August 14, 2013

Guest Blogger: Reading For Pleasure: Is it Really Able to get you a Better Job Later in Life? by Lisa Palatino

Reading For Pleasure: Is it Really Able to get you a Better Job Later in Life? by Lisa Palatino
 
 Reading For Pleasure: Is it Really Able to get you a Better Job Later in Life?
Sociological studies looking into teenagers who read for pleasure, have recently come to the conclusion that teens who choose to read in their free time, are much more likely to attain a desirable job later in life. It has been suggested that reading holds a huge array of benefits for teenagers, and though it may not be the sole reason that children go on to University and good careers, it definitely has many influences for gaining a successful job. Therefore, reading as a teenager acts as actually reading for your future. All young children are encouraged to read, from being read bedtime stories to elementary schools inviting children to challenge their reading abilities. At some point however, much interest in reading is lost, so maintaining that interest and realizing reading’s benefits is essential. 
What do you Actually Learn From Reading?
There are so many skills that you gain from reading for pleasure that will transfer with any career you decide on. It turns out that most importantly, reading can quite simply make you smarter. Apparently those that read have higher GPA’s, intelligence and wider general knowledge. It can also boost your analytical abilities, due to the fact that reading can help you spot patterns quicker and allowing you to analyze things quicker. 
One of the most obvious benefits of reading is an increased vocabulary and improved spelling and grammar, and reading is even more effective with improving spelling and vocabulary than direct teaching. Books force us to often come across words that we are unfamiliar with, therefore causing us to consistently learn new words. Enhanced reading skills will also cause an improvement in writing skills also. Having a wide vocabulary and good spelling are essential, no matter what job you want to go into. These skills will enable you to sound more knowledgeable, intelligent and articulate; skills that any employer will be looking for.
Reading is to the Mind, what Exercise is to the Body:
Regular reading is just the same as regular exercise, as it stimulates the mind, keeps it active and challenges it. Hence, why we are advised to take just a little time out at least every day to dedicate to reading, due to the number of benefits on the mind that will last a lifetime. Reading often will help the brain stay mentally stimulated, keeping your cognitive abilities at their best and preventing the brain from losing its power. Reading is also an excellent form of relaxation, which for teenagers is imperative. With homework and exams piling up, reading a book will enable you to relax and allow tension to escape, while working your brain at the same time. Your brain will also learn many things, such as focus as it heightens its concentration skills. This will help teenagers to focus their attention, which will inevitably help them to focus more while at school and heightening productivity. When the time comes therefore, they will be able to focus their attention on looking for jobs, writing CV’s and applications and interview techniques. These benefits will obviously be transferred into later working life, so it is obviously worth starting to take some time out with a good book.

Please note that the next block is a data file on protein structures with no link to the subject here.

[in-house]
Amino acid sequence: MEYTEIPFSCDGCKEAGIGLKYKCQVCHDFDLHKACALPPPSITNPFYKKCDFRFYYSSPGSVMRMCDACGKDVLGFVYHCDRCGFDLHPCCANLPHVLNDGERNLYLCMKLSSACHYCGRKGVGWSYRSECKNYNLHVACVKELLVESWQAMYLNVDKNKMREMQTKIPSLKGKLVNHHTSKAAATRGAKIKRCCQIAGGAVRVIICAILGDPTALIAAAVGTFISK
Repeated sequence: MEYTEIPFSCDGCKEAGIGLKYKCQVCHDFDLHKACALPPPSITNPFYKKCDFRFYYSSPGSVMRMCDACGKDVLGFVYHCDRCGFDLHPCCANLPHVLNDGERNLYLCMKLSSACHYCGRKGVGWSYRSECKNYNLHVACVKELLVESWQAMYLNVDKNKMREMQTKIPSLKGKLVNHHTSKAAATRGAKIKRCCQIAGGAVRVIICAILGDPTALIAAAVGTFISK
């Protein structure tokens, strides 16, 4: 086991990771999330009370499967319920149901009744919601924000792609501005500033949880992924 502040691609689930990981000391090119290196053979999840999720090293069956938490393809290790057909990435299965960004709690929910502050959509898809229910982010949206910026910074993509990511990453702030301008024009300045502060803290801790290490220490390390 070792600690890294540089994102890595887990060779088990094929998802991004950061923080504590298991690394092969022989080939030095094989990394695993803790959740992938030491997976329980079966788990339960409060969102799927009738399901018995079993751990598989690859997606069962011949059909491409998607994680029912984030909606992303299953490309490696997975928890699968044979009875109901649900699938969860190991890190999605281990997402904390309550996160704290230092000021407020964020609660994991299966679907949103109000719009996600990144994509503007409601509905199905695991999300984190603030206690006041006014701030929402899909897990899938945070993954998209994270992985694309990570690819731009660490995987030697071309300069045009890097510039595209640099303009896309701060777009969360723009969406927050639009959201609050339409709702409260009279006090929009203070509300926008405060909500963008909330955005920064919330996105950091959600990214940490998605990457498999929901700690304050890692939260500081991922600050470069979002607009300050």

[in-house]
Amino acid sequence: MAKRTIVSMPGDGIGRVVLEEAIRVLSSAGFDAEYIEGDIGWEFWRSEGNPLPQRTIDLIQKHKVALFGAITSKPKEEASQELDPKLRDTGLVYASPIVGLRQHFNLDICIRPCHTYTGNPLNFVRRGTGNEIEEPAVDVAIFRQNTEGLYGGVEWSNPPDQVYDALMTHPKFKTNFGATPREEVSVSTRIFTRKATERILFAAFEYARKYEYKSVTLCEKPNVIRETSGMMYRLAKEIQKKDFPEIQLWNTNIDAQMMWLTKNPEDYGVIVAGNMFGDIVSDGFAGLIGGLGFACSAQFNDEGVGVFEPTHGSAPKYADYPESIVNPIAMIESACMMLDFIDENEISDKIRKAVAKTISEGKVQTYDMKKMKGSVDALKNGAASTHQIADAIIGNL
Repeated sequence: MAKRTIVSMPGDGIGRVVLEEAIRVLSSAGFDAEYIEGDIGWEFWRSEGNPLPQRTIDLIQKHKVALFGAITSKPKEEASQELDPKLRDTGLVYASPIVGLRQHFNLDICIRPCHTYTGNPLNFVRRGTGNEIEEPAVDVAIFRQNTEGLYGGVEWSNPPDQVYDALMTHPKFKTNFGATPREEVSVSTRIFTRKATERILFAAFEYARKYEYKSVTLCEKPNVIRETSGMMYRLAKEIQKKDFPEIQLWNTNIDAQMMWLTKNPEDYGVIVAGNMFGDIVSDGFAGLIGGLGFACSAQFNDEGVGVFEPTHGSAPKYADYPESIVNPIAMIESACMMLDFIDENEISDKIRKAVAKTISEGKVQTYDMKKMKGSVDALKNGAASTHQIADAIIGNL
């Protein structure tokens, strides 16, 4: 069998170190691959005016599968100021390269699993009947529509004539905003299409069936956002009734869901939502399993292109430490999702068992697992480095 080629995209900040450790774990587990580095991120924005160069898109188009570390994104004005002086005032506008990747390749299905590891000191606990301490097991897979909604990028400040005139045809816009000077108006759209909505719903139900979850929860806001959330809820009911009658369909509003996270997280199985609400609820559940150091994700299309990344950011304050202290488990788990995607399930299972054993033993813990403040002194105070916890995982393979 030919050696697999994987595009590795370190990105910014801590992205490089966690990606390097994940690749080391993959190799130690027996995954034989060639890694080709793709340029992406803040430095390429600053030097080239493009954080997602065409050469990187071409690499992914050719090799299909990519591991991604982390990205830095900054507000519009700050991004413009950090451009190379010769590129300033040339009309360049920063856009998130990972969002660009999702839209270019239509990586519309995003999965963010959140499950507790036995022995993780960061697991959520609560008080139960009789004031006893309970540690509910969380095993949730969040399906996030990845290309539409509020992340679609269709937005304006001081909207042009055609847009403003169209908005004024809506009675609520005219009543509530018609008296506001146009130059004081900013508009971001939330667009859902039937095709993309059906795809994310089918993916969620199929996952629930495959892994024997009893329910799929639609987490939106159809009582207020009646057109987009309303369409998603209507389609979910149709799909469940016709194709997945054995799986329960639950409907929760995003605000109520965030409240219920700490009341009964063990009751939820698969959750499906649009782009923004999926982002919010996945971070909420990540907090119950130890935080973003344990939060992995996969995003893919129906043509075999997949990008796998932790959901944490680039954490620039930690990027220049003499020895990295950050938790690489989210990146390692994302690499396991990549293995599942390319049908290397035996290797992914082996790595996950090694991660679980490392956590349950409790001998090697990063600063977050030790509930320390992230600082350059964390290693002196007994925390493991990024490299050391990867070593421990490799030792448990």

You Don’t Just Have to Read Novels:
It’s not just reading the lofty classics that will enable you to widen your career prospects. Simply reading around the subjects that you’re interested in will still broaden your vocabulary and knowledge. So if you love English, then obviously reading some Bronte, Dickens and Shakespeare would be enjoyable and will help you get the best head start to an academic future in literature. However, for those who want to study and specialize in 
microbiology or the human anatomy, the classics of literature may be a little limited with what they have to offer. Obviously reading literary masterpieces will still aid vocabulary, spelling and boosting memory abilities, but more subject specific textbooks for topics from science to sport to art, will still heighten intelligence but just on more specific knowledge. As Wall Street Journal’s How to Raise Boys that Read suggest, boys often find literature taught in school boring and uninteresting, so getting them to read some non-fiction could be an excellent way to get them reading and focusing their attention on the direction they want their future to take.
So, alongside sports activities and playing musical instruments, reading for entertainment is a great way to get a well-rounded education by enhancing key skills that will improve your CV and increase your chances in a desirable career. With tough competition for the best jobs, it is best to get prepared now and reading for as little as one hour a day will boost the brain activity and have many positive effects, creating numerous transferable skills for your future.

1 comment:

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